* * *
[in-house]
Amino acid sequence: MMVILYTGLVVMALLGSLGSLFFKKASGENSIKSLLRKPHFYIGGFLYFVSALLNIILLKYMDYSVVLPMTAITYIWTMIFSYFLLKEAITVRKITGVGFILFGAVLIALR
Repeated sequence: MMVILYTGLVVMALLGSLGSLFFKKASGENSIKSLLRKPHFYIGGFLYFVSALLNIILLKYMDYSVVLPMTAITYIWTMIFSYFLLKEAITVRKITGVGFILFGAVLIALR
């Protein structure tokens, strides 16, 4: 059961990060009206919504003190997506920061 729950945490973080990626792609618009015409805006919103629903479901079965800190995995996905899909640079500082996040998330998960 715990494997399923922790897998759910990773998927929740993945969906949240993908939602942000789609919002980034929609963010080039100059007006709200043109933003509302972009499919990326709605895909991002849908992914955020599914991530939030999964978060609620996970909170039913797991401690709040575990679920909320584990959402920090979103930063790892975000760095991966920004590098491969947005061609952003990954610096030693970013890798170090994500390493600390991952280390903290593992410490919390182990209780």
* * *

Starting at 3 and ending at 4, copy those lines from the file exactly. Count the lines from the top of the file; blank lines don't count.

Repeated sequence: MMVILYTGLVVMALLGSLGSLFFKKASGENSIKSLLRKPHFYIGGFLYFVSALLNIILLKYMDYSVVLPMTAITYIWTMIFSYFLLKEAITVRKITGVGFILFGAVLIALR
């Protein structure tokens, strides 16, 4: 059961990060009206919504003190997506920061 729950945490973080990626792609618009015409805006919103629903479901079965800190995995996905899909640079500082996040998330998960 715990494997399923922790897998759910990773998927929740993945969906949240993908939602942000789609919002980034929609963010080039100059007006709200043109933003509302972009499919990326709605895909991002849908992914955020599914991530939030999964978060609620996970909170039913797991401690709040575990679920909320584990959402920090979103930063790892975000760095991966920004590098491969947005061609952003990954610096030693970013890798170090994500390493600390991952280390903290593992410490919390182990209780």